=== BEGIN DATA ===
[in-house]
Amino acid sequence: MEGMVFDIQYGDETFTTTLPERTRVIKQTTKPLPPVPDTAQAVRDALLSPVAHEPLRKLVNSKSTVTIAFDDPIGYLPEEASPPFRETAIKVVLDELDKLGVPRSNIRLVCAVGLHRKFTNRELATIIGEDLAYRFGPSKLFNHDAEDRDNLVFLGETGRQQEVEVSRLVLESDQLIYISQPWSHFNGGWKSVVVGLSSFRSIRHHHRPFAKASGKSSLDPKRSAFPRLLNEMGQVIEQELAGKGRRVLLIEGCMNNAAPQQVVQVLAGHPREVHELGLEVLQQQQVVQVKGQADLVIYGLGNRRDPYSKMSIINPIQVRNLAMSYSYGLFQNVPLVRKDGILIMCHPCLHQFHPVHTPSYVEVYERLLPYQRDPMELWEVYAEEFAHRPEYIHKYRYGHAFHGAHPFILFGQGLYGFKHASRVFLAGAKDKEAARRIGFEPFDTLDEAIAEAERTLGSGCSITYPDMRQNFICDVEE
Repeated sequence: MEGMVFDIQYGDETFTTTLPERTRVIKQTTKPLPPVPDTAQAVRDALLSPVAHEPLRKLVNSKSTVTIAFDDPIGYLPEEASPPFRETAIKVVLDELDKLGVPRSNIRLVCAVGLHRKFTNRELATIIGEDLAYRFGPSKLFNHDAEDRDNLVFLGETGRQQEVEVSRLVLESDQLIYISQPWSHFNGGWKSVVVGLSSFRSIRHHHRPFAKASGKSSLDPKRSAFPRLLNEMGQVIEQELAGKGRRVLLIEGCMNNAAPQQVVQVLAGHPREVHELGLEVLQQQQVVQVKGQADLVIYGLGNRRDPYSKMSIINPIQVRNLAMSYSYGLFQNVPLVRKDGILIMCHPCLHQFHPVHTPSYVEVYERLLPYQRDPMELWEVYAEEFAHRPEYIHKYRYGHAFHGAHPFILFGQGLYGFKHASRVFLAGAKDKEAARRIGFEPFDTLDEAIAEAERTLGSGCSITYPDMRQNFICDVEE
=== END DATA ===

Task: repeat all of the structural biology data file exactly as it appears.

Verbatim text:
[in-house]
Amino acid sequence: MEGMVFDIQYGDETFTTTLPERTRVIKQTTKPLPPVPDTAQAVRDALLSPVAHEPLRKLVNSKSTVTIAFDDPIGYLPEEASPPFRETAIKVVLDELDKLGVPRSNIRLVCAVGLHRKFTNRELATIIGEDLAYRFGPSKLFNHDAEDRDNLVFLGETGRQQEVEVSRLVLESDQLIYISQPWSHFNGGWKSVVVGLSSFRSIRHHHRPFAKASGKSSLDPKRSAFPRLLNEMGQVIEQELAGKGRRVLLIEGCMNNAAPQQVVQVLAGHPREVHELGLEVLQQQQVVQVKGQADLVIYGLGNRRDPYSKMSIINPIQVRNLAMSYSYGLFQNVPLVRKDGILIMCHPCLHQFHPVHTPSYVEVYERLLPYQRDPMELWEVYAEEFAHRPEYIHKYRYGHAFHGAHPFILFGQGLYGFKHASRVFLAGAKDKEAARRIGFEPFDTLDEAIAEAERTLGSGCSITYPDMRQNFICDVEE
Repeated sequence: MEGMVFDIQYGDETFTTTLPERTRVIKQTTKPLPPVPDTAQAVRDALLSPVAHEPLRKLVNSKSTVTIAFDDPIGYLPEEASPPFRETAIKVVLDELDKLGVPRSNIRLVCAVGLHRKFTNRELATIIGEDLAYRFGPSKLFNHDAEDRDNLVFLGETGRQQEVEVSRLVLESDQLIYISQPWSHFNGGWKSVVVGLSSFRSIRHHHRPFAKASGKSSLDPKRSAFPRLLNEMGQVIEQELAGKGRRVLLIEGCMNNAAPQQVVQVLAGHPREVHELGLEVLQQQQVVQVKGQADLVIYGLGNRRDPYSKMSIINPIQVRNLAMSYSYGLFQNVPLVRKDGILIMCHPCLHQFHPVHTPSYVEVYERLLPYQRDPMELWEVYAEEFAHRPEYIHKYRYGHAFHGAHPFILFGQGLYGFKHASRVFLAGAKDKEAARRIGFEPFDTLDEAIAEAERTLGSGCSITYPDMRQNFICDVEE